environmentalism in the last 15 years."...
In 1980 Simon made a wager with
environmentalist Paul Ehrlich, who had made a career of warning that the
world was exhausting its supply of natural resources at a rapid rate.
Simon bet Ehrlich that any five raw materials of his choosing would be
less expensive (and thus, by implication, more plentiful) 10 years later.
In 1990 the prices of all five had dropped, and Ehrlich, chastened, wrote
Simon a check for $576.07.
Excerpts from the May 1994 MediaWatch Janet
Cooke Award as written by Associate Editor Tim Graham:
NBC's Ann Curry Offers Dire Scenario
of Overpopulation Without Citing Sources
Desperately Seeking Science
Every spring, the networks turn their
attention to environmental issues, and every spring, viewers see another
set of warnings that the planet is in crisis. Perhaps the most overdone
story is the threat of "overpopulation." Despite decades of
failed predictions of planetary doom (like Famine 1975!), reporters
continue to present the doomsayers' side with no rebuttal from the
optimists. For continuing this one-sided and inaccurate pattern, NBC's
Ann Curry earned the May Janet Cooke Award.
Substitute anchor Jon Scott introduced
Curry's April 3 NBC Nightly News story: "In Focus tonight,
overpopulation and poverty....
Curry warned: "This baby in Mexico
City is one of 1.8 million born each week into a world now severely
threatened by rapid population growth...Today's population has already
set off an environmental spiral, depleting the world's forests and
contributing to overfishing and overgrazing. Soil is being eroded, which
in turn is hurting crop production, leading to starvation, and often,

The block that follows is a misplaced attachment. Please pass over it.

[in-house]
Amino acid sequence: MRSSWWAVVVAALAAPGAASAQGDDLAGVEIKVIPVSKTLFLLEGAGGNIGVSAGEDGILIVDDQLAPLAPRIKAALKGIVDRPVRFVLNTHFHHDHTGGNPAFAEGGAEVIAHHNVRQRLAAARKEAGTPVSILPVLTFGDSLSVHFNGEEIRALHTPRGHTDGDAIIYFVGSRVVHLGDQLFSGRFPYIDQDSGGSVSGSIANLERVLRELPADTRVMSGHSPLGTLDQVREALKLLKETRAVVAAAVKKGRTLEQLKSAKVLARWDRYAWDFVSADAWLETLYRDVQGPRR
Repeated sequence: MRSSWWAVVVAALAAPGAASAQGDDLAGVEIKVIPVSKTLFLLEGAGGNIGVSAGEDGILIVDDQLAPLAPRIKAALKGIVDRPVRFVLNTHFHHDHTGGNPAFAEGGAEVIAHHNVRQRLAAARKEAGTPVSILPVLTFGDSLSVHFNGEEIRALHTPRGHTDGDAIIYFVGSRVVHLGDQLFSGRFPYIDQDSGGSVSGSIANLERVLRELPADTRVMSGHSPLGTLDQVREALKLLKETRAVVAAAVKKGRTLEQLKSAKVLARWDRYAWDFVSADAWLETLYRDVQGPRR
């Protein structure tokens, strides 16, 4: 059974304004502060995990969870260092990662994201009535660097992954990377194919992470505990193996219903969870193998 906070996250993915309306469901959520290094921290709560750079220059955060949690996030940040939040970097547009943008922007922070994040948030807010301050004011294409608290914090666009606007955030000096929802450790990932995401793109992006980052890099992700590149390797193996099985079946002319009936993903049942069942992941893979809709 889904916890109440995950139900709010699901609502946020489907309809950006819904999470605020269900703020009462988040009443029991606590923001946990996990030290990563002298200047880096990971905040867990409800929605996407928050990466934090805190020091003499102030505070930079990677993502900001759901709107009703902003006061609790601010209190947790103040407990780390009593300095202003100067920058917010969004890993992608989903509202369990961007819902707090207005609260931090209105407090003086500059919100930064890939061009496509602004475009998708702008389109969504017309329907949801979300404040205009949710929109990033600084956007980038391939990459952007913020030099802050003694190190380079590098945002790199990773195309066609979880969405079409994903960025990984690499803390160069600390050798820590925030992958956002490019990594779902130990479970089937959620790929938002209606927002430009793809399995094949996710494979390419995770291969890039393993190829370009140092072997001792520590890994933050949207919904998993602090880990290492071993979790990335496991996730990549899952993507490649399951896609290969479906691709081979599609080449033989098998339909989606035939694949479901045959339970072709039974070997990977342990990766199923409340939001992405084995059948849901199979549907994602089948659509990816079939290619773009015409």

But Curry's only "experts" in
the story came from the left: Lester Brown of the Worldwatch Institute,
Joseph Speidel of Population Action International, and Tim Wirth, the
former liberal Senator turned State Department appointee. NBC did not
look for another point of view, like that of University of Maryland
economist Julian Simon, author of The Ultimate Resource. MediaWatch
asked Curry's producer at NBC, Tom Dawson, why he wasn't contacted.
"I'd love to talk to Simon," he said. But did he? "No, I
did not call him."...
Simon told MediaWatch:
"My research is the mainstream now. In 1986, the National Academy
of Sciences came out with a report nearly reversing its earlier and more
alarmist conclusions. It said 'The concern about the impact of rapid
population growth on resource exhaustion has often been exaggerated.' It
found positive and negative consequences. The scientific community has
made a dramatic U-turn. But my views are not shared by the press and the
community of academics who are not specialists on population economics
-- biologists, sociologists, physicians." Simon said Speidel is
"a physician. How is he a scientist on population growth?" As
for Lester Brown, "one percent of his professional group agrees
with Brown. But he gets 99 percent of the press."....
challenged Dawson to prove his report, asking if he could confidently
produce data to prove that world starvation is increasing. His response?
"Off the top of my head, I can't answer that question. Simon bases
his thing on the green revolution," a new crop of agricultural
products and technology. Dawson continued: "The green revolution
has increased grain production. But the experts are now saying that the
green revolution is reaching its limits, and no new technologies have
developed to create an increase in production."